Organised by: Centre for Public Policy Research, Kochi.
Date & Time: October 28, 2021 at 05:00 PM
Townhall: Disaster management in rapidly changing climate scenarios
· At the start of the meeting, it was recognised that although natural climate change takes millions of years to be witnessed, the present anthropogenic (human-induced/human-led) climate change is evident within the lifespan of human beings.
· Adding to it, Dr. Indu clarified that for climate change to be recorded, there has to be a consistent change (whether an increase or decrease) on the climatic parameters for at least a minimum of 30 years.
· The developing countries in contrast to the developed countries are at a greater climate risk because of its large population and their dependency on climate-sensitive sectors such as agriculture, fisheries, etc.
· She also stressed that we have enough evidence to establish that climate change is a reality. For example, the ice core analysis reveals a significant correlation between the rise in Green House Gas (GHG) emissions and the increased rate of deforestation and land use.
· The scientific researches on climate affirm that the human attribution to the climate problem cannot be ruled out. As climate models are continuously evolving, there is a need for dedicated mitigation and adaptation plans and programs assimilating the needed models.
· Dr. Indu also highlighted that systems and institutions in place haven’t done enough and mere acknowledgements of climate change on extreme weather events will not work as the window to act is closing.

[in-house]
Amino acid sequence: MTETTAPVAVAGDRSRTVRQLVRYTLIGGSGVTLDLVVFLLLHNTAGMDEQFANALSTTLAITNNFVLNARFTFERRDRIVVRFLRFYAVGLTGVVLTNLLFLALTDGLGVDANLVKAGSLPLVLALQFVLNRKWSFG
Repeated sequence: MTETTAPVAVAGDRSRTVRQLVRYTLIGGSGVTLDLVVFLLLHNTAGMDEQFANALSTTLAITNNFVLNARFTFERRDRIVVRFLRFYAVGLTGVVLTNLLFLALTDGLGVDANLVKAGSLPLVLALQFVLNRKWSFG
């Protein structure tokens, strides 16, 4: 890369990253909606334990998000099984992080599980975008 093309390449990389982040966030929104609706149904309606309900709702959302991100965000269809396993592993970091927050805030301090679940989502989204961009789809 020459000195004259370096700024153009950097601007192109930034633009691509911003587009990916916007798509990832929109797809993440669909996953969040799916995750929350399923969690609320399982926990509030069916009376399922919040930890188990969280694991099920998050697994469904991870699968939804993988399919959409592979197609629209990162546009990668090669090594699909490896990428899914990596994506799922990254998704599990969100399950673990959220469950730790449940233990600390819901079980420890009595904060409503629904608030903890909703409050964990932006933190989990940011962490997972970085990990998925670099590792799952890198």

· On the question on climate data availability and accessibility, Dr. Indu noted that though climate data was in the “ivory towers”, and therefore, acknowledged the need to work out a plan to disseminate the information to the local level, thereby reinforcing climate resilience at the desired levels.
· However, even before the dissemination of the climate information for informed decision-making, it is key to empower and sensitize people with climate knowledge, so that an effective devolution and decentralisation can occur.
· Therefore, the role of policymakers on climate is also to strategise their medium and type of communication to bring down complex climate science to the simple understandable form. For that to materialise, the visualisation of the climate information may act as a better tool for communication.
· Dr. Indu propounded to arm the citizenry with the right information at the right time for timely actions on disaster risk preparedness and mitigation.
· Speaking on climate risks, Dr. Indu cited the Fifth Assessment Report of IPCC, which claimed that those risks are a result of exposure to climate hazard and vulnerability (dependant on topography, social-economic parameters, etc.). Also, she stated that there has to be a regular update on the hazard maps which are crucial for climate risk management.
· Along the same lines, she noted that climate risk mapping serves as a great tool to determine the variation of risks and so, it could be incorporated in State Action Plans on climate change in India.
· Later, she emphasized that the present development paradigm and planning should bring about an inclusive view through the climate-sensitive lens. For example, the present MGNREGA schemes which mainly caters to land and water conservation activities should plan beyond the conventional calculations, i.e. based on the historical climate data, by taking into the futuristic climate models.
· There is a need that the present process of Environmental Impact Assessment (EIA) has to bring the climate angle in its entirety for the evaluation of the development projects, said Dr. Indu.
· Finally, both the speakers converged at the point of education institutions which could sensitize the citizenry for the better handling of climate disasters at present and in future.
Report by Arun Kumar S, Research Intern, CPPR
In case you missed it, watch the event video recording here: https://www.cppr.in/videos/cppr-townhall-on-disaster-management-in-rapidly-changing-climate-scenarios